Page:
# syntax to represent lists of ports and port ranges.  Examples:
    ## portvar HTTP_PORTS [80,8080]
    ## portvar HTTP_PORTS [80,8000:8080]
    # And only include the rule that uses $HTTP_PORTS once.
    #
    # The pre-2.8.0 approach of redefining the variable to a different port and
    # including the rules file twice is obsolete.  See README.variables for more
    # details.

    # Ports you want to look for SHELLCODE on.
    portvar SHELLCODE_PORTS !80

    # Ports you might see oracle attacks on
    portvar ORACLE_PORTS 1521

    # other variables
    #
    # AIM servers.  AOL has a habit of adding new AIM servers, so instead of
    # modifying the signatures when they do, we add them to this list of servers.
    var AIM_SERVERS [64.12.24.0/23,64.12.28.0/23,64.12.161.0/24,64.12.163.0/24,64.12.200.0/24,205.188.3.0/24,205.188.5.0/24,205.188.7.0/24,205.188.9.0/24,205.188.153.0/24,205.188.179.0/24,205.188.248.0/24]

    # Path to your rules files (this can be a relative path)
    # Note for Windows users:  You are advised to make this an absolute path,
    # such as:  c:\snort\rules
    var RULE_PATH C:\Snort\rules
    var PREPROC_RULE_PATH c:\Sort\preproc_rules
    var SO_RULE_PATH c:\Sort\so_rules

    # Configure the snort decoder
    # ============================
    #
    # Snort's decoder will alert on lots of things such as header
    # truncation or options of unusual length or infrequently used tcp options
    #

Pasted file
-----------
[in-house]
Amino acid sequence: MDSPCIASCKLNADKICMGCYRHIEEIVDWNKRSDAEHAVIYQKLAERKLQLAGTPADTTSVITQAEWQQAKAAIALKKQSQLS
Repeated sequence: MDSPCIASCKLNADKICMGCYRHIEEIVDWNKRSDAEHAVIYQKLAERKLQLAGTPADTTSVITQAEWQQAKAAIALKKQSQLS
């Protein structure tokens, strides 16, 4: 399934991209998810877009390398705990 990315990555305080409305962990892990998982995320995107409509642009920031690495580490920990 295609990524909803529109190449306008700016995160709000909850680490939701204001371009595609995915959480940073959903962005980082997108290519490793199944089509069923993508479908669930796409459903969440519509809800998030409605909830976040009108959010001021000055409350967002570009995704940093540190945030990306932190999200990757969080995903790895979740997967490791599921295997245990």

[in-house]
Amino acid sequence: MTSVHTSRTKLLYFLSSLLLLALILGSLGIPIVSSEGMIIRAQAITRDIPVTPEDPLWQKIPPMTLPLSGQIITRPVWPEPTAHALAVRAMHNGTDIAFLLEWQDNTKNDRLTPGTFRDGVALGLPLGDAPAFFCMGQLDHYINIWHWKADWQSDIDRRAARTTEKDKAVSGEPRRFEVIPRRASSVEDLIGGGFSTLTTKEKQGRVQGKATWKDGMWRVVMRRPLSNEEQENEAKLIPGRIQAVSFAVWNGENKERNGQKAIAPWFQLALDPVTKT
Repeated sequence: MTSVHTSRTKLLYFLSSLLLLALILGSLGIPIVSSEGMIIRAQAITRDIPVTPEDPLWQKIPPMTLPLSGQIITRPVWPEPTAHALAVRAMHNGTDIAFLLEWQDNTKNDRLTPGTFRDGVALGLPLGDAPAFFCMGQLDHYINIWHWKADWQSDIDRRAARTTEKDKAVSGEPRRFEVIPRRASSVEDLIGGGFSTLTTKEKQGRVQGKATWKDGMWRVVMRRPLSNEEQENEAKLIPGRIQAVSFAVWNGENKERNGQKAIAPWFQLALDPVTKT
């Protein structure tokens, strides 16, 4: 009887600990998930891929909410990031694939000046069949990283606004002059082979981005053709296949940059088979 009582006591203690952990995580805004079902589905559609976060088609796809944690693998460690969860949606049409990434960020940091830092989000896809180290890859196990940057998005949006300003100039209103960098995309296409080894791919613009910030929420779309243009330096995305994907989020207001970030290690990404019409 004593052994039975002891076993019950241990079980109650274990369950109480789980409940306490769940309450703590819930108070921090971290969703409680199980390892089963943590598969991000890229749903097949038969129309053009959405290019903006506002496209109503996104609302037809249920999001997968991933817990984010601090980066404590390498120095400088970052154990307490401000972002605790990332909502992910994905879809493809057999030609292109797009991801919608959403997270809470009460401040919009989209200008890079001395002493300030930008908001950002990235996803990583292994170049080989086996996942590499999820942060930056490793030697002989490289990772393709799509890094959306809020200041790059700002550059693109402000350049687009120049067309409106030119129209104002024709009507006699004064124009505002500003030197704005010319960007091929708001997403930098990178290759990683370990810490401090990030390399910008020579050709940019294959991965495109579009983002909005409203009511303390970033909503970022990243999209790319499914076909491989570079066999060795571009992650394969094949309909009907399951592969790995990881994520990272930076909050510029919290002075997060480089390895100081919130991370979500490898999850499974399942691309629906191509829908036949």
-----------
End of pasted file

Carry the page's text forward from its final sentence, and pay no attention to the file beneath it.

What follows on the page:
#
    # Stop generic decode events:
    #
    # config disable_decode_alerts
    #
    # Stop Alerts on experimental TCP options
    #
    # config disable_tcpopt_experimental_alerts
    #
    # Stop Alerts on obsolete TCP options
    #
    # config disable_tcpopt_obsolete_alerts
    #
    # Stop Alerts on T/TCP alerts
    #
    # In snort 2.0.1 and above, this only alerts when a TCP option is detected
    # that shows T/TCP being actively used on the network.  If this is normal
    # behavior for your network, disable the next option.
    #
    # config disable_tcpopt_ttcp_alerts
    #
    # Stop Alerts on all other TCPOption type events:
    #
    # config disable_tcpopt_alerts
    #
    # Stop Alerts on invalid ip options
    #
    # config disable_ipopt_alerts
    #
    # Alert if value in length field (IP, TCP, UDP) is greater than the
    # actual length of the captured portion of the packet that the length
    # is supposed to represent:
    #
    # config enable_decode_oversized_alerts
    #
    # Same as above, but drop packet if in Inline mode -
    # enable_decode_oversized_alerts must be enabled for this to work:
    #
    # config enable_decode_oversized_drops
    #

    # Configure the detection engine
    # ===============================
    #
    # Use a different pattern matcher in case you have a machine with very limited
    # resources:
    #
    # config detection: search-method lowmem

    # Configure Inline Resets
    # ========================
    #
    # If running an iptables firewall with snort in InlineMode() we can now
    # perform resets via a physical device. We grab the indev from iptables
    # and use this for the interface on which to send resets. This config
    # option takes an argument for the src mac address you want to use in the
    # reset packet.  This way the bridge can remain stealthy. If the src mac
    # option is not set we use the mac address of the indev device. If we
    # don't set this option we will default to sending resets via raw socket,
    # which needs an ipaddress to be assigned to the int.
    #
    # config layer2resets: 00:06:76:DD:5F:E3

    ###################################################
    # Step #2: Configure dynamic loaded libraries
    #
    # If snort was configured to use dynamically loaded libraries,